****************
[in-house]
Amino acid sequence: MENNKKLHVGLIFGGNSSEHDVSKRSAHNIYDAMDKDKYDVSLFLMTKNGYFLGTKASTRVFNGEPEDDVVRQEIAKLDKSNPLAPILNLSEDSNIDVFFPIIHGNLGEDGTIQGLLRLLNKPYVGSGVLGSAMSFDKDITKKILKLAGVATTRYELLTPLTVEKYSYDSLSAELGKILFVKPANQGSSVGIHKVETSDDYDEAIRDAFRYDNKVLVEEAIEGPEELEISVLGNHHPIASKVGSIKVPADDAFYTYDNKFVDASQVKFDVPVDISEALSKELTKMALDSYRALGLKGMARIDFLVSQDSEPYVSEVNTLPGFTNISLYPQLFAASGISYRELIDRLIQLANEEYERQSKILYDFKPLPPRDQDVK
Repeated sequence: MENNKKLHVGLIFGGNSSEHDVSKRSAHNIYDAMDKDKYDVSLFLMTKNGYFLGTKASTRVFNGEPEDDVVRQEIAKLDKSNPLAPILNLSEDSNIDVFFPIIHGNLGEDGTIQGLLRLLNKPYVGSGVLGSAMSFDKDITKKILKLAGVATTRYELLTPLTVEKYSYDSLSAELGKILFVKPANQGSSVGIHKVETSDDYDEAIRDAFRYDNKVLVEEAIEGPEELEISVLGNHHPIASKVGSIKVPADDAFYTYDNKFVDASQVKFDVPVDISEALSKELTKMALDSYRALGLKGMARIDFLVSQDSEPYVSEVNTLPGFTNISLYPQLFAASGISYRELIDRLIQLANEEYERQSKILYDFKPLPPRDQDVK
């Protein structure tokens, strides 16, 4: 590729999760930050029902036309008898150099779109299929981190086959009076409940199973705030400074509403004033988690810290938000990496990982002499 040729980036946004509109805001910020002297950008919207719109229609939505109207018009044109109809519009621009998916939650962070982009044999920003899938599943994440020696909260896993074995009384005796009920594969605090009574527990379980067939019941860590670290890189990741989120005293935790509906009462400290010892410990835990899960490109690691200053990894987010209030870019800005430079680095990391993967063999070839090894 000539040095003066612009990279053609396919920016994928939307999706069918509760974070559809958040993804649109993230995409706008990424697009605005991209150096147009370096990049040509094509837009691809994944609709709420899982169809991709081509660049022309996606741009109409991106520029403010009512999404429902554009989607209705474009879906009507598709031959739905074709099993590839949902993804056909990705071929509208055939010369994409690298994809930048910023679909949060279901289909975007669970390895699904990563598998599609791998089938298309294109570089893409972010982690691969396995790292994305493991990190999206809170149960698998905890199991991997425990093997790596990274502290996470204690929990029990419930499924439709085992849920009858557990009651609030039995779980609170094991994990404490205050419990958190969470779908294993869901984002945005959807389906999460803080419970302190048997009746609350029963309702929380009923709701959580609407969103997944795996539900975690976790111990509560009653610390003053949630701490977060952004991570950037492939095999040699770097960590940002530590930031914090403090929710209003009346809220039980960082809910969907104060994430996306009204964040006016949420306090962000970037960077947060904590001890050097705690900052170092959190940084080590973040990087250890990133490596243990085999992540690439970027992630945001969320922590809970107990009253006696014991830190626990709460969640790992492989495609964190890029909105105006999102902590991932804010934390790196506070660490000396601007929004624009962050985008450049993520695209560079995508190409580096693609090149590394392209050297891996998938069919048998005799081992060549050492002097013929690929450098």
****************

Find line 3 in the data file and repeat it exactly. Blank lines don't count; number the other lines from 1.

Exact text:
Repeated sequence: MENNKKLHVGLIFGGNSSEHDVSKRSAHNIYDAMDKDKYDVSLFLMTKNGYFLGTKASTRVFNGEPEDDVVRQEIAKLDKSNPLAPILNLSEDSNIDVFFPIIHGNLGEDGTIQGLLRLLNKPYVGSGVLGSAMSFDKDITKKILKLAGVATTRYELLTPLTVEKYSYDSLSAELGKILFVKPANQGSSVGIHKVETSDDYDEAIRDAFRYDNKVLVEEAIEGPEELEISVLGNHHPIASKVGSIKVPADDAFYTYDNKFVDASQVKFDVPVDISEALSKELTKMALDSYRALGLKGMARIDFLVSQDSEPYVSEVNTLPGFTNISLYPQLFAASGISYRELIDRLIQLANEEYERQSKILYDFKPLPPRDQDVK